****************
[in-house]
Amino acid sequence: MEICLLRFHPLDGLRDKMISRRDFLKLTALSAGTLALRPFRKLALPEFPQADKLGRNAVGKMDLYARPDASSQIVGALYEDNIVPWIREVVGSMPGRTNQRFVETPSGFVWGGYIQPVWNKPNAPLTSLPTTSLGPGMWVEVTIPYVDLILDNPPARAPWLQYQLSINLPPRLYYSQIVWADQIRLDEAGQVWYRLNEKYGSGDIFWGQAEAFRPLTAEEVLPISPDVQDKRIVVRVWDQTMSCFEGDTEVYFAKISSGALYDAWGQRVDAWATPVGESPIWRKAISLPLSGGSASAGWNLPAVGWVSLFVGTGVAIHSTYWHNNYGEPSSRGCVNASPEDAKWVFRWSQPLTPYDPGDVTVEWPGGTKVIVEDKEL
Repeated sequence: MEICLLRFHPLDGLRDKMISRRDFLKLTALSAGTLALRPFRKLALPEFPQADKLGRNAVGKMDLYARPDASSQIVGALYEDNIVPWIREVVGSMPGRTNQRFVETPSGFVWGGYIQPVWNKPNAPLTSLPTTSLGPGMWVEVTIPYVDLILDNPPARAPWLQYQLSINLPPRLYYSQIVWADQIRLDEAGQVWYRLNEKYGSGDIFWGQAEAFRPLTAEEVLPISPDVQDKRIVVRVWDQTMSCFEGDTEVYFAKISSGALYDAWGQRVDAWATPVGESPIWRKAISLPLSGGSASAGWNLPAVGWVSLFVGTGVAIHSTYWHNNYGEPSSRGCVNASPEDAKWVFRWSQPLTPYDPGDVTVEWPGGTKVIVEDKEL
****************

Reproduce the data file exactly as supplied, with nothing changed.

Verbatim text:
[in-house]
Amino acid sequence: MEICLLRFHPLDGLRDKMISRRDFLKLTALSAGTLALRPFRKLALPEFPQADKLGRNAVGKMDLYARPDASSQIVGALYEDNIVPWIREVVGSMPGRTNQRFVETPSGFVWGGYIQPVWNKPNAPLTSLPTTSLGPGMWVEVTIPYVDLILDNPPARAPWLQYQLSINLPPRLYYSQIVWADQIRLDEAGQVWYRLNEKYGSGDIFWGQAEAFRPLTAEEVLPISPDVQDKRIVVRVWDQTMSCFEGDTEVYFAKISSGALYDAWGQRVDAWATPVGESPIWRKAISLPLSGGSASAGWNLPAVGWVSLFVGTGVAIHSTYWHNNYGEPSSRGCVNASPEDAKWVFRWSQPLTPYDPGDVTVEWPGGTKVIVEDKEL
Repeated sequence: MEICLLRFHPLDGLRDKMISRRDFLKLTALSAGTLALRPFRKLALPEFPQADKLGRNAVGKMDLYARPDASSQIVGALYEDNIVPWIREVVGSMPGRTNQRFVETPSGFVWGGYIQPVWNKPNAPLTSLPTTSLGPGMWVEVTIPYVDLILDNPPARAPWLQYQLSINLPPRLYYSQIVWADQIRLDEAGQVWYRLNEKYGSGDIFWGQAEAFRPLTAEEVLPISPDVQDKRIVVRVWDQTMSCFEGDTEVYFAKISSGALYDAWGQRVDAWATPVGESPIWRKAISLPLSGGSASAGWNLPAVGWVSLFVGTGVAIHSTYWHNNYGEPSSRGCVNASPEDAKWVFRWSQPLTPYDPGDVTVEWPGGTKVIVEDKEL